Motorola Atrix review

The Motorola Atrix, the company's latest Android smartphone, can also be used as a laptop. Unfortunately, it is more a Frankenstein's monster than the best of both worlds as we find out in our review.

Running laps and taking notes

The most unusual thing about the Atrix is its optional Lapdock accessory. It looks like a laptop, but it is incredibly thin since it doesn't have a processor or graphics card of its own it relies on the phone for these essential components. The Atrix plugs into the dock's microUSB and microHDMI ports which are hidden behind a protective flap in a cradle at the rear of the dock behind the screen. The Atrix is securely held in place, but its position means the display can't be tilted back very far, which makes it difficult finding a comfortable viewing angle when it's placed on your lap.

The rear of the Motorola Atrix Lapdock

The positioning of the phone cradle on the Lapdock means the screen can't be tilted back very far

When connected the phone should automatically launch a stripped down version of Linux which is displayed on the Lapdock's 11.6in 1,280x800 pixel screen. This should work instantaneously, although we found it sometimes took a few attempts before the phone recognised the presence of the Lapdock.

Even when docked the Atrix can still be used as a phone, as long as you use the included wired headset or a Bluetooth earpiece. All of your Android apps are available in a small window on your Linux desktop, including the camera/camcorder apps and Google Maps with full GPS capabilities, although controlling touchscreen apps using the Lapdock's keyboard and touchpad is comically awkward. The contents of your phone and any SD cards, as well as any FAT32 disks connected via the dock's two USB2 ports, are available from within the Linux file manager.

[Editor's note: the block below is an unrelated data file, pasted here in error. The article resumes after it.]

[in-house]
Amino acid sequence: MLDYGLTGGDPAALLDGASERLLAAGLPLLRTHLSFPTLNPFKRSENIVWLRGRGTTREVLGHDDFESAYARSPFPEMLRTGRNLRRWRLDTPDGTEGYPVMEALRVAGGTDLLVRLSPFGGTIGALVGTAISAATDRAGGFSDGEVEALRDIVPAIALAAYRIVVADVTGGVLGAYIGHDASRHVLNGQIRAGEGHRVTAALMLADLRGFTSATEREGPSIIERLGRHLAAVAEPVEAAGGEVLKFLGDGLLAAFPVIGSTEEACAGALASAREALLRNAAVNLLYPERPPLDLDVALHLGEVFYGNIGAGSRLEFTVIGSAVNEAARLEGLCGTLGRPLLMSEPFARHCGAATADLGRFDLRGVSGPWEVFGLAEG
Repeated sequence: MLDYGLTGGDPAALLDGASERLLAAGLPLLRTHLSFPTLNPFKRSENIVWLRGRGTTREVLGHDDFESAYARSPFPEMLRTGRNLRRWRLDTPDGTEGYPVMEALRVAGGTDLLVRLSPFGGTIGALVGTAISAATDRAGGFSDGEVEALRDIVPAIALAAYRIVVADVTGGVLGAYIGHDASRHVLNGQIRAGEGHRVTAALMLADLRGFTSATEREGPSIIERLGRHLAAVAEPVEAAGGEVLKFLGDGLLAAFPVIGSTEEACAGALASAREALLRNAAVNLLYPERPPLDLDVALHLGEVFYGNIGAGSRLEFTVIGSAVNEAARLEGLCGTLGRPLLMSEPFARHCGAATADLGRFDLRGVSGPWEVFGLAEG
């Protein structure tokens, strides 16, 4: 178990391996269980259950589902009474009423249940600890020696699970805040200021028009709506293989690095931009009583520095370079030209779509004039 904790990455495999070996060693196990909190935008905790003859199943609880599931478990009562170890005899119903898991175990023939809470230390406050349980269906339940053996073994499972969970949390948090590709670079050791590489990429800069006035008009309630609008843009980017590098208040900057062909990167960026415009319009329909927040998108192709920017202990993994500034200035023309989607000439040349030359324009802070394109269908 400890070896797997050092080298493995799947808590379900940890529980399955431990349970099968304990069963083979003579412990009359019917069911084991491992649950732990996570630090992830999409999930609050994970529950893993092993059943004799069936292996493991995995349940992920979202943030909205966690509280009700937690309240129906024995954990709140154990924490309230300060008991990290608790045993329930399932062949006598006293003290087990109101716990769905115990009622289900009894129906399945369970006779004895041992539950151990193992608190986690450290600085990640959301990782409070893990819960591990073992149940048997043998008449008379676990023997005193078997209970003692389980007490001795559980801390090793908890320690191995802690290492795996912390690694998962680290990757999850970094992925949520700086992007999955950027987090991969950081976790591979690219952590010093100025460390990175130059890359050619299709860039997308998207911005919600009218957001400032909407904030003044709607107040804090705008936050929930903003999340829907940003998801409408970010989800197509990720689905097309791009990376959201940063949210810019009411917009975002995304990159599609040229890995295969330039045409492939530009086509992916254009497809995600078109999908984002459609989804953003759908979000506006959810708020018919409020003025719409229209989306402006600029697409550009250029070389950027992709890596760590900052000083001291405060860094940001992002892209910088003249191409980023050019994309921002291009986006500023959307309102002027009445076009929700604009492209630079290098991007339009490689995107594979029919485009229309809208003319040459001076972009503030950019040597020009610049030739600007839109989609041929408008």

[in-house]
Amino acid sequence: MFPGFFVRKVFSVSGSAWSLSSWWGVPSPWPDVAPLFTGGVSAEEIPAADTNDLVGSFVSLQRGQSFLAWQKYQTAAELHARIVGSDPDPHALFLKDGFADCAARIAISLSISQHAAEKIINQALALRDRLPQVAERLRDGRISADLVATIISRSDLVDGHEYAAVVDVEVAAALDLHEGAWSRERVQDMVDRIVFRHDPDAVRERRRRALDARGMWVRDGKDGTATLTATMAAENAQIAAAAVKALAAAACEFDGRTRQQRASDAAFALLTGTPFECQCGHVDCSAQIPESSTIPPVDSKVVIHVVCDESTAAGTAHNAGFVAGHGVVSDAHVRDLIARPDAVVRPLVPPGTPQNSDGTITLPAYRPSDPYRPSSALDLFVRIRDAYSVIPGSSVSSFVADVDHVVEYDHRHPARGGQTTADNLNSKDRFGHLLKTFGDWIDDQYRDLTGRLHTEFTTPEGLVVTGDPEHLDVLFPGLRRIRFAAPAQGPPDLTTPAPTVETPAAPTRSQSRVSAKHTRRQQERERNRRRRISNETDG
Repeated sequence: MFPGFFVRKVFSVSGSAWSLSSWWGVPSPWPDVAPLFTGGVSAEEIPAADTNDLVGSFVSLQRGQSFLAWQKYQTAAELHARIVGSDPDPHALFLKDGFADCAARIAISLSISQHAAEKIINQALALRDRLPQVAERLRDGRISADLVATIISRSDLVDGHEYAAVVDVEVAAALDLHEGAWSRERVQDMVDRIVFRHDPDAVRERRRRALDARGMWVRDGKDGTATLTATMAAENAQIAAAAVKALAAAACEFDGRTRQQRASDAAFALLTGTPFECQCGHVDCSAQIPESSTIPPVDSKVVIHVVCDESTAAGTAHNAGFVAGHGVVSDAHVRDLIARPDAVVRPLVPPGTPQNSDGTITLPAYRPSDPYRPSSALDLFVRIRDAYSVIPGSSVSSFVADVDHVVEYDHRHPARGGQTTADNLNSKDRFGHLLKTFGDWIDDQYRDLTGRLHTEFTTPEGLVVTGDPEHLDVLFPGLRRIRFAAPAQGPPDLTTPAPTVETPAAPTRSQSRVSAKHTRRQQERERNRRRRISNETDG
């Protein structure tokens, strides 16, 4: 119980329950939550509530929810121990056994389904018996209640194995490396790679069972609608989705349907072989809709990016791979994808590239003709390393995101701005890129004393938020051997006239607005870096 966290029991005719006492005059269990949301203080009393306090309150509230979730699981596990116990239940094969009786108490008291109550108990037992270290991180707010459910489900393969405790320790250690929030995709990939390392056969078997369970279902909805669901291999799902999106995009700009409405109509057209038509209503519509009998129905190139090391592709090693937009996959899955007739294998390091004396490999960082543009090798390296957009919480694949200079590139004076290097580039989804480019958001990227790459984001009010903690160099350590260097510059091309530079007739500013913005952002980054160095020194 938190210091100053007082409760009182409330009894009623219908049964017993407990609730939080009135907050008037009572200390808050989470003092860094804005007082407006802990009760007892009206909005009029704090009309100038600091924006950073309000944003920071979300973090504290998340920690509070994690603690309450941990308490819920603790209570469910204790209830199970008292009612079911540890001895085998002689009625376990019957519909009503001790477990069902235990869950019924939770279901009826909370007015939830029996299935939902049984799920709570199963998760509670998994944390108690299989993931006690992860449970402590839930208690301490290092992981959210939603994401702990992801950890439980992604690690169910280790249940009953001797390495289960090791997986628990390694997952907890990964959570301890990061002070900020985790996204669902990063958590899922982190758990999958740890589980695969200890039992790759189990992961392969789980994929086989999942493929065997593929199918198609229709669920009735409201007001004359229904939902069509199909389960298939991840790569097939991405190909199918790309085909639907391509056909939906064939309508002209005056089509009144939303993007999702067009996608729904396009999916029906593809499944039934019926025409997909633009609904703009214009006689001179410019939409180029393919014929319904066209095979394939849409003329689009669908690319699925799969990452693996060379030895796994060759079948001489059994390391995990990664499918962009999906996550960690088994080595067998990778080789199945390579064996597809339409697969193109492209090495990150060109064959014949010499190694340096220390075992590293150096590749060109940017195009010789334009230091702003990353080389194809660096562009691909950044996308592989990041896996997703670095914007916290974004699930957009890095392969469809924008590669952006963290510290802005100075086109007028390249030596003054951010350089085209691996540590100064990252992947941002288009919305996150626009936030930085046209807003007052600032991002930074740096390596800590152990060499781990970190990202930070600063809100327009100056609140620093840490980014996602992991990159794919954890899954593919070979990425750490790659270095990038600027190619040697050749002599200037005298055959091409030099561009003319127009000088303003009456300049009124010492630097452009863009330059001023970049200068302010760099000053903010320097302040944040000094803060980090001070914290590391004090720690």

The Lapdock's version of Linux is basic since the only available apps are Firefox 3.6, a video and music player program and, most importantly for businesses with Citrix accounts, a Citrix client for connecting to a virtualised Windows desktop. There's also printer support, we had no trouble printing to a HP Postscript Ethernet laser printer, and links to web apps can be added to the Task Bar-style dock. One nice bit of integration between the Lapdock and the Atrix is that any open tabs in the Lapdock's Firefox browser can be restored in your phone's browser using the Webtop connector app on the phone.